’Loving and talented’ Blackpool dad with ‘everything to live for’ killed himself after years of mental health problems

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A young Blackpool dad with with “everything to live for” killed himself after years of struggling with his mental health.

Dale Armstrong, 26, was found dead in the bathroom of his Belmont Avenue home a day after having an argument with his wife.

Dale Armstrong and Cara Morris outside the Blackpool Tower. Dale Armstrong took his own life on November 26 2018 after years of struggling with mental health problems. Picture submitted by Cara Morris

Dale Armstrong and Cara Morris outside the Blackpool Tower. Dale Armstrong took his own life on November 26 2018 after years of struggling with mental health problems. Picture submitted by Cara Morris

His inquest heard how the dad-of-four, who was a music producer, suffered from mental health problems including bipolar disorder, and had tried to kill himself before.

Cara Morris, 24, who told the court she and Dale married in 2017, has now vowed to help others battling thoughts of suicide as she studies to become a mental health support worker at Blackpool and The Fylde College. Dale’s mother, Fiona Burrell, is raising cash for charities in his memory, including Survivors of Bereavement by Suicide.

Cara said: “I was distraught. It was very difficult for me at first, then as time went on I started picking myself up. Now I’m in university studying mental health care because of this, so I can prevent anything else like this happening.

“Dale was a loving father. He was always there to help them whenever they 
needed him. But he would isolate himself. He wouldn’t talk to anyone, he wouldn’t open up to anyone, no matter how much I tried to talk to him about it.”

Dale Armstrong as a child. Picture submitted by Fiona Burrell

Dale Armstrong as a child. Picture submitted by Fiona Burrell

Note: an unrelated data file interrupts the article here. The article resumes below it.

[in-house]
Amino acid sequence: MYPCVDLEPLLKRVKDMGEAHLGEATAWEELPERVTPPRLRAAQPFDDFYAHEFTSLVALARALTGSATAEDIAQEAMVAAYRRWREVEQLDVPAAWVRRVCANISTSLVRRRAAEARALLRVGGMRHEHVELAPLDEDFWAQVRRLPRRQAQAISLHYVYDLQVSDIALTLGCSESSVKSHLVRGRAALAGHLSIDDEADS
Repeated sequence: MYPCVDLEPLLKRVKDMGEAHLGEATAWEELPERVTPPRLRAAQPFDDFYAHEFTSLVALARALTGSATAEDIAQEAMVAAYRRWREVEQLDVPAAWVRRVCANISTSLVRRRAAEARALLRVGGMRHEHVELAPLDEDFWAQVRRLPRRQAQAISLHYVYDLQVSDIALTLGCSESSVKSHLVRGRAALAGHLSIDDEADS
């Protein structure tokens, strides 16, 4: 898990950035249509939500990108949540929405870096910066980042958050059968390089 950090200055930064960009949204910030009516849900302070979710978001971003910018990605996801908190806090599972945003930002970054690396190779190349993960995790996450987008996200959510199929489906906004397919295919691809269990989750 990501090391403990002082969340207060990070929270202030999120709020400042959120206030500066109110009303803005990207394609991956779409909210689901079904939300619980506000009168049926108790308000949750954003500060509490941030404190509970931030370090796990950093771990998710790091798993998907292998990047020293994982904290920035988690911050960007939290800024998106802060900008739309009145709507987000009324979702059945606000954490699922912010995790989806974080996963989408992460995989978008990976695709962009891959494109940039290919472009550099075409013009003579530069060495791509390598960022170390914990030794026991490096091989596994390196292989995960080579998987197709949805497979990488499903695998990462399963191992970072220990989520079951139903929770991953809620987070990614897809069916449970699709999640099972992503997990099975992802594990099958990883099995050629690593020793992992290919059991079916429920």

Dale was last seen alive by Cara at 7pm on Sunday, November 25 last year.

The couple were staying at Cara’s mother’s house on Central Drive to help her move, the court heard, but they fell out and Dale went back to the couple’s home.

Cara went to pick up some clean clothes and said Dale took that to mean she was leaving him, though she tried to reassure him that wasn’t the case.

The couple continued their row through text messages after Cara left. The last message from Dale, sent at 8.30pm, read “Bye Cara.”

Cara said she was not alarmed as they had had worse arguments in the past.

The following afternoon, she returned to Belmont Avenue but found the front door locked. Shortly after 5pm on November 26, she got inside the house using a spare key and searched for her husband, finding him hanged in the upstairs bathroom.

She said: “Just before I went into the bathroom my heart started racing. I knew something was wrong, and that’s when I found him.”

Cara called 999 and alerted their neighbour, Darren King.

He told the inquest: “I was sitting in the living room. At this time I heard banging at the window. I looked out, I saw Cara and she was shouting, ‘Help’. Cara was hysterical, saying, ‘I think Dale’s dead’.”

Mr King went with Cara back inside the house, put Dale in the recovery position, and performed CPR until paramedics arrived five minutes later.

They said Dale had been dead for some time.

Handing down a conclusion of suicide, coroner Derek Baker said: “Dale was a good father and had everything to live for. He was sadly plagued by mental health problems.

“Dale was found in a locked house. In this particular case this was not a cry for help. I don’t think he wanted to be disturbed. I think Dale Armstrong took a deliberate decision to take life his on that day, and he did so.

Cara said: “I want people to know if you are having suicidal thoughts, if you think you’re not good enough, if you think you don’t deserve to be here, you do. We are all here for a reason.

“If you’re feeling suicidal, get that help. It’s difficult, there is a waiting list, but you will get it.”

The court heard that Dale had approached mental health services and had an appointment arranged for just a few days after he died.

His mum Fiona said: “Dale was funny, he was extremely talented, extremely intelligent. He was the most loving person you could ever wish to meet.

“He produced a lot of music.

“You always expected the unexpected from Dale. He told really bad jokes. He was very intelligent. He was helping his dad build computers from the age of five.”